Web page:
price in particular. Safapour testified Tashiro quoted a price of $ 16,000 to $ 17,000 per unit for the TD-27 one piece dump trailer which he considered high. The discussion then turned to the feasibility of purchasing a unit without the box, the rationale being that such a unit would have less cubic volume and so save shipping costs. The boxes could then be constructed in Iran.
Safapour testified that he did not visit Jahn's offices again but thereafter spoke with Tashiro over the phone. Safapour returned to Iran, a satisfactory price quotation not obtained on the TD-27 dump trailer without the box.
Shortly after Safapour's return to Iran, Rapol received a price quotation from Jahn for trailers Safapour had discussed with Tashiro and White.
The price quotation, dated April 10, 1975, listed a unit price of $ 12,680 for a "LUFKIN MODEL TD-27 UNDERBODY FRAME..." (without the box).
After receiving this quotation, Rapol decided to purchase six (6) such Lufkin Model TD-27 underbody frames (without the box) and informed Entezman of Iran Planing of its decision.
Pursuant to Jahn's offer of April 10, 1975, Rapol was required to establish an irrevocable letter of credit for the total payment price of $ 76,080; Rapol proceeded to do so.
It established on May 17, 1975 a letter of credit with the Bank of Tehran in Jahn's favor; the letter of credit conditioned payment, which had to be stated in the invoice, on "6 Units Lufkin Model TD-27 Underbody frame., as per proforma invoice dated 10TH, April 1975...."
It also originally conditioned payment on shipment from the United States no later than July 15, 1975, but because of difficulties Lufkin encountered meeting that date, the letter of credit was amended to condition shipment no later than August 15, 1975.
Counsel stipulated at trial that Jahn's commercial invoice (exhibit 10) was presented to the Irving Trust Company and payment was made thereon. The date of this payment was not disclosed at trial.
The frames were shipped from the Port of Baltimore on July 17 or 18, 1975 aboard the El Tanio destined for Bandar Shahpour, Iran. The frames were shipped in two bundles of three frames each. Each bundle measured approximately 28 feet long, 8 feet wide, and 9 feet high and included crates containing miscellaneous equipment for the frames.
Rapol received a notice of the arrival of the frames in the port of Bandar Shahpour on or about September 8, 1975. Mortezai-Faird then forwarded this notice on September 10, 1975 to the Ostir Company, Rapol's agent for clearing the goods through customs.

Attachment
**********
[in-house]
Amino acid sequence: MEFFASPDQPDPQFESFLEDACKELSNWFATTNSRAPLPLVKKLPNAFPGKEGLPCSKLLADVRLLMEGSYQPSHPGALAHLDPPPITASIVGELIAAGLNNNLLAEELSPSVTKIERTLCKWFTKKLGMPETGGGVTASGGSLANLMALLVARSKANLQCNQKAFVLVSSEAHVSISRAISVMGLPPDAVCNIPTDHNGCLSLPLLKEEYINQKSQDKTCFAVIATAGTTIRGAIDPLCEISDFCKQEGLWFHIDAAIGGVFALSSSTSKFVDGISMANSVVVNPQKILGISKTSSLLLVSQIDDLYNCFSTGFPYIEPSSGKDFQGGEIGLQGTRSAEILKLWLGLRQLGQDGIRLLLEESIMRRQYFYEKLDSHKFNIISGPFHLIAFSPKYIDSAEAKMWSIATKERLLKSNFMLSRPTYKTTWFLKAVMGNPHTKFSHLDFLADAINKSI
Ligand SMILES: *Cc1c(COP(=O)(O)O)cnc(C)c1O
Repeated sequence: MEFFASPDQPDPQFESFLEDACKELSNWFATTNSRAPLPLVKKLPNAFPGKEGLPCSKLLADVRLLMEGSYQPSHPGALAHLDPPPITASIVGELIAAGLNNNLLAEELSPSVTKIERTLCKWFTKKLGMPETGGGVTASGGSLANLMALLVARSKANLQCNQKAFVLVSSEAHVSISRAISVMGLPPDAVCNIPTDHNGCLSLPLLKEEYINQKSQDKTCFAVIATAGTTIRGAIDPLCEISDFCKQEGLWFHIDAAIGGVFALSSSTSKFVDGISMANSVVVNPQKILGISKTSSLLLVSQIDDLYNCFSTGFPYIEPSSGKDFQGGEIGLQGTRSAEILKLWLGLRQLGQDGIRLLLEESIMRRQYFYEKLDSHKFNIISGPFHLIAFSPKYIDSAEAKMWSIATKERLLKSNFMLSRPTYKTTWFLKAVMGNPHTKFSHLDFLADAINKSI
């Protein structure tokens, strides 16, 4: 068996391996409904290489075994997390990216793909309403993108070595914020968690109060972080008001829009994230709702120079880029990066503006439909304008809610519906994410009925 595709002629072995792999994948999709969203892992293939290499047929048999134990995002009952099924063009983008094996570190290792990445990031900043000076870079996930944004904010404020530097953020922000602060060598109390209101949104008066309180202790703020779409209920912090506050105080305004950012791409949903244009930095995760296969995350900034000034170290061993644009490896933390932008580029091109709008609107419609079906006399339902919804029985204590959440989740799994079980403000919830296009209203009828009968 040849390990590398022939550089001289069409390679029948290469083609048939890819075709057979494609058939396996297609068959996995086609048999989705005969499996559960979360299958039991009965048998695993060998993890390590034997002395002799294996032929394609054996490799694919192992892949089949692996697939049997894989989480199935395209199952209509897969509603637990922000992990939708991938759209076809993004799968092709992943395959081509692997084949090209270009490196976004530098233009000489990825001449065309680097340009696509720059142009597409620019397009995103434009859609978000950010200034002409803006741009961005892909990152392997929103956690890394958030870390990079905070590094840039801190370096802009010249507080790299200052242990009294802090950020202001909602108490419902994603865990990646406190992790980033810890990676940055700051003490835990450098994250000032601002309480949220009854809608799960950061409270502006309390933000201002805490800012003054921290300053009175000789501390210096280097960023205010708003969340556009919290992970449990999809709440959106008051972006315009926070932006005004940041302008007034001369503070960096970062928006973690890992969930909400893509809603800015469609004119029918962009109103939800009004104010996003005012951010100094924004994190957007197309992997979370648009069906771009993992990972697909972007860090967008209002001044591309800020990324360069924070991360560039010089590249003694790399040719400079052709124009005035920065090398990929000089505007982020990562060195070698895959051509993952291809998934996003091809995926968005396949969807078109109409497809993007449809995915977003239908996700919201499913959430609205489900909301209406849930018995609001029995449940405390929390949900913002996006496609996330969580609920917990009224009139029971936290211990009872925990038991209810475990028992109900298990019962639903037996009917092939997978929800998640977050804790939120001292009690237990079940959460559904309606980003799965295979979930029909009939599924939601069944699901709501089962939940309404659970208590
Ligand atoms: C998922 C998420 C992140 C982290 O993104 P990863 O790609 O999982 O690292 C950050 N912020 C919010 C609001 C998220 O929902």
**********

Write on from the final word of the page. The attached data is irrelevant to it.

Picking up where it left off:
In 1975, delays of thirty to forty days from the time goods arrived in Bandar Shahpour and cleared customs was not unusual. A permit clearing the frames from Iranian customs was issued on September 17, 1975.
The frames were placed in the custom's yard.
Safapour testified that he next dealt with the frames in the beginning of October, 1975. The frames were to have been shipped directly to the Makbod factory, located in Teheran, where the boxes were to be constructed. However, as Safapour testified, there was a shortage of transportation facilities between Bandar Shahpour and Teheran and storage costs at the custom's yard were mounting. Therefore, the goods were shipped to an intermediate point, the Shustar camp (Shustar), a part of the Gotvand Irrigation project.
Shustar, located in Khouzestan province, was 200 miles from Bandar Shahpour; Teheran 700 miles from the port. Rapol used local transport to ship the goods by low bed trailer; the frames arrived at Shustar no earlier than October 10, 1975.
When the frames, still packed in two bundles of three frames each, arrived at Shustar they were placed in a storage yard.
Safapour testified on cross-examination as to the circumstances relating to the frames while they were at Shustar:
Q. There (was) nothing preventing you from going up and look at them was there?
Q. There wasn't anything preventing any other Rapol employee from going up and look at them?
Q. The trailers were in a yard of some kind at Shustar?
Q. Was that with a fence around it?
Q. The yard was entirely under the control of Rapol?
Q. And Rapol personnel would have access to the trailer chassis any time they wanted to?
Q. Were you able to get any view out of your office window of the trailer chassis or was it just in your car going back or forth?
A. From the window or even when I walked out I could see the storage yard.
Safapour on cross-examination also admitted that he had the opportunity to inspect the frames at Shustar:
Q. When you were at Shustar, you said that you saw the trailers bundled up, two bundles of ...